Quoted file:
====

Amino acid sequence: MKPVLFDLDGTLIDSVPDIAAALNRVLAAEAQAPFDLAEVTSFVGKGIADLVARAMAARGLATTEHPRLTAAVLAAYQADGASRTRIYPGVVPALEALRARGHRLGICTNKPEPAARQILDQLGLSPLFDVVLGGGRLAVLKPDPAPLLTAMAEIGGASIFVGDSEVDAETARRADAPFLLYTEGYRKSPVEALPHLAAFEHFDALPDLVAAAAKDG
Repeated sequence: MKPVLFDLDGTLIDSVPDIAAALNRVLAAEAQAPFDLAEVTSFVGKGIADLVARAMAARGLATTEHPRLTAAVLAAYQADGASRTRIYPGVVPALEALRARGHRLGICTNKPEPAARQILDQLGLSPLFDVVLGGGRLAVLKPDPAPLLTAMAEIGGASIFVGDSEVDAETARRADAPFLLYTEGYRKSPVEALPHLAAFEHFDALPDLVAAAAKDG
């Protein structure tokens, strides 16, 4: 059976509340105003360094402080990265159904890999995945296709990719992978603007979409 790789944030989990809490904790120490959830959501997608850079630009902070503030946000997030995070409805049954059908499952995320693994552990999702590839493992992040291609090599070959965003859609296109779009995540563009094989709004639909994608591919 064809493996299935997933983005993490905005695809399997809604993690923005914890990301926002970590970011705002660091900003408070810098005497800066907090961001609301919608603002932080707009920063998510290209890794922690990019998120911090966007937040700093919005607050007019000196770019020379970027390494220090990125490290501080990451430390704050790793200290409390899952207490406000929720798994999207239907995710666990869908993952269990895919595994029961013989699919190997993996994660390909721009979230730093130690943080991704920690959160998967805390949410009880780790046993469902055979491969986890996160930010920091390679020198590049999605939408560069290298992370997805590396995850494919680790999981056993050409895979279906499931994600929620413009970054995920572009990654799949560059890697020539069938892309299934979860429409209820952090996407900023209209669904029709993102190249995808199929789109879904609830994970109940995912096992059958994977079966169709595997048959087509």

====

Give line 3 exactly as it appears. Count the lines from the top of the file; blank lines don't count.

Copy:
């Protein structure tokens, strides 16, 4: 059976509340105003360094402080990265159904890999995945296709990719992978603007979409 790789944030989990809490904790120490959830959501997608850079630009902070503030946000997030995070409805049954059908499952995320693994552990999702590839493992992040291609090599070959965003859609296109779009995540563009094989709004639909994608591919 064809493996299935997933983005993490905005695809399997809604993690923005914890990301926002970590970011705002660091900003408070810098005497800066907090961001609301919608603002932080707009920063998510290209890794922690990019998120911090966007937040700093919005607050007019000196770019020379970027390494220090990125490290501080990451430390704050790793200290409390899952207490406000929720798994999207239907995710666990869908993952269990895919595994029961013989699919190997993996994660390909721009979230730093130690943080991704920690959160998967805390949410009880780790046993469902055979491969986890996160930010920091390679020198590049999605939408560069290298992370997805590396995850494919680790999981056993050409895979279906499931994600929620413009970054995920572009990654799949560059890697020539069938892309299934979860429409209820952090996407900023209209669904029709993102190249995808199929789109879904609830994970109940995912096992059958994977079966169709595997048959087509």